Do you remember the good old days when we had “12 years to save the planet”?
Now it seems, there’s a growing consensus that the next 18 months will be critical in dealing with the global heating crisis, among other environmental challenges.
Last year, the Intergovernmental Panel on Climate Change (IPCC) reported that to keep the rise in global temperatures below 1.5C this century, emissions of carbon dioxide would have to be cut by 45% by 2030.
But today, observers recognise that the decisive, political steps to enable the cuts in carbon to take place will have to happen before the end of next year.
The idea that 2020 is a firm deadline was eloquently addressed by one of the world’s top climate scientists, speaking back in 2017.
The jet stream drags tropical continental air from Africa over to Europe
“The climate math is brutally clear: While the world can’t be healed within the next few years, it may be fatally wounded by negligence until 2020,” said Hans Joachim Schellnhuber, founder and now director emeritus of the Potsdam Climate Institute.
The sense that the end of next year is the last chance saloon for climate change is becoming clearer all the time.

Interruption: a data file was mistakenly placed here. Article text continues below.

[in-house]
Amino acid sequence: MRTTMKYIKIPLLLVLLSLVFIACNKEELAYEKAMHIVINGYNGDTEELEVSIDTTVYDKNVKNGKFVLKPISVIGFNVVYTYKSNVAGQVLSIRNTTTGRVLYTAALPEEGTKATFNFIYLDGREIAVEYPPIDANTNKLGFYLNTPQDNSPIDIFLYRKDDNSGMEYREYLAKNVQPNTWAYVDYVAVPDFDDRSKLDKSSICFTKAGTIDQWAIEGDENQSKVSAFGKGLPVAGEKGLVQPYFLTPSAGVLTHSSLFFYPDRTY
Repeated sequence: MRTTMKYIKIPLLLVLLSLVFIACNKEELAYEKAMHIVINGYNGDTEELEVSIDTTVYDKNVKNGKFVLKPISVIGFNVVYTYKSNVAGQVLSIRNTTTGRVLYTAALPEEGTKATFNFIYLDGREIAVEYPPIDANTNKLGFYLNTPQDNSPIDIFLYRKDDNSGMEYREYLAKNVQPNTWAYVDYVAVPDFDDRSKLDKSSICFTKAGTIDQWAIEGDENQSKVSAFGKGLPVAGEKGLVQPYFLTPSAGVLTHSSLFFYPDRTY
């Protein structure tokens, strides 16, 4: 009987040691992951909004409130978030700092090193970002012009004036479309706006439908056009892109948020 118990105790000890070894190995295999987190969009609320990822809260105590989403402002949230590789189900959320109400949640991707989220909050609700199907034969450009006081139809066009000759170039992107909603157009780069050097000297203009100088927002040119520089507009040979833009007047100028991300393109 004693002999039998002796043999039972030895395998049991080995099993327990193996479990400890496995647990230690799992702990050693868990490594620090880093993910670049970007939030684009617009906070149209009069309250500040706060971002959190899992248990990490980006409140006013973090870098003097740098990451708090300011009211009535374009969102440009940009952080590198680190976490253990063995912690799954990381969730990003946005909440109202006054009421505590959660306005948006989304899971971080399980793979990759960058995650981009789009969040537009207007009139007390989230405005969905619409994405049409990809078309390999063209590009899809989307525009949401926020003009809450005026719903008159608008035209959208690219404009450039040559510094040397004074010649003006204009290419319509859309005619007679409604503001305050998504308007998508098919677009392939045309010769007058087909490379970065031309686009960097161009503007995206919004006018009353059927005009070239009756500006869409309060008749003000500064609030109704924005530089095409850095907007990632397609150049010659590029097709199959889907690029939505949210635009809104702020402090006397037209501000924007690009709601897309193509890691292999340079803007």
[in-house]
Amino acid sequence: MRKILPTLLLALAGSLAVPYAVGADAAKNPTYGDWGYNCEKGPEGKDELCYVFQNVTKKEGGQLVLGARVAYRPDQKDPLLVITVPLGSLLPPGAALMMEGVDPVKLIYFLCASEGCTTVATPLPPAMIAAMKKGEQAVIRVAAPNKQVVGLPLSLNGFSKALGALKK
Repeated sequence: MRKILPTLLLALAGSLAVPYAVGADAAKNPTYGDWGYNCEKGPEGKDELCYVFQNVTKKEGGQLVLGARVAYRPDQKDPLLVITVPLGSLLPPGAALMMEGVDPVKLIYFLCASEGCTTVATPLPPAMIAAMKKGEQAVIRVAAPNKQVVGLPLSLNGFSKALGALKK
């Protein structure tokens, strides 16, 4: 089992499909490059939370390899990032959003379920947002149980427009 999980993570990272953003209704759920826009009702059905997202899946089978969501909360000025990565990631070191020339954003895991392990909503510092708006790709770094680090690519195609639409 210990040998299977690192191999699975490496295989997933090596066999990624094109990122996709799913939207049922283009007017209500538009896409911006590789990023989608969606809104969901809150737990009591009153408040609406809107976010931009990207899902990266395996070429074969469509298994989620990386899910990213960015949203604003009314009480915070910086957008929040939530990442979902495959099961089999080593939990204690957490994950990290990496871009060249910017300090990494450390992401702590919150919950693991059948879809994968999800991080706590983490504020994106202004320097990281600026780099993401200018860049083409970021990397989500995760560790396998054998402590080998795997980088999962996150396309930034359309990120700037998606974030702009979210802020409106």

“I am firmly of the view that the next 18 months will decide our ability to keep climate change to survivable levels and to restore nature to the equilibrium we need for our survival,” said Prince Charles, speaking at a reception for Commonwealth foreign ministers recently.
So why are the next 18 months so important?
The Prince was looking ahead to a series of critical UN meetings that are due to take place between now and the end of 2020.
Ever since a global climate agreement was signed in Paris in December 2015, negotiators have been consumed with arguing about the rulebook for the pact.
But under the terms of the deal, countries have also promised to improve their carbon-cutting plans by the end of next year.
One of the understated headlines in last year’s IPCC report was that global emissions of carbon dioxide must peak by 2020 to keep the planet below 1.5C.
Current plans are nowhere near strong enough to keep temperatures below the so-called safe limit. Right now, we are heading towards 3C of heating by 2100 not 1.5.
As countries usually scope out their plans over five and 10 year timeframes, if the 45% carbon cut target by 2030 is to be met then the plans really need to be on the table by the end of 2020.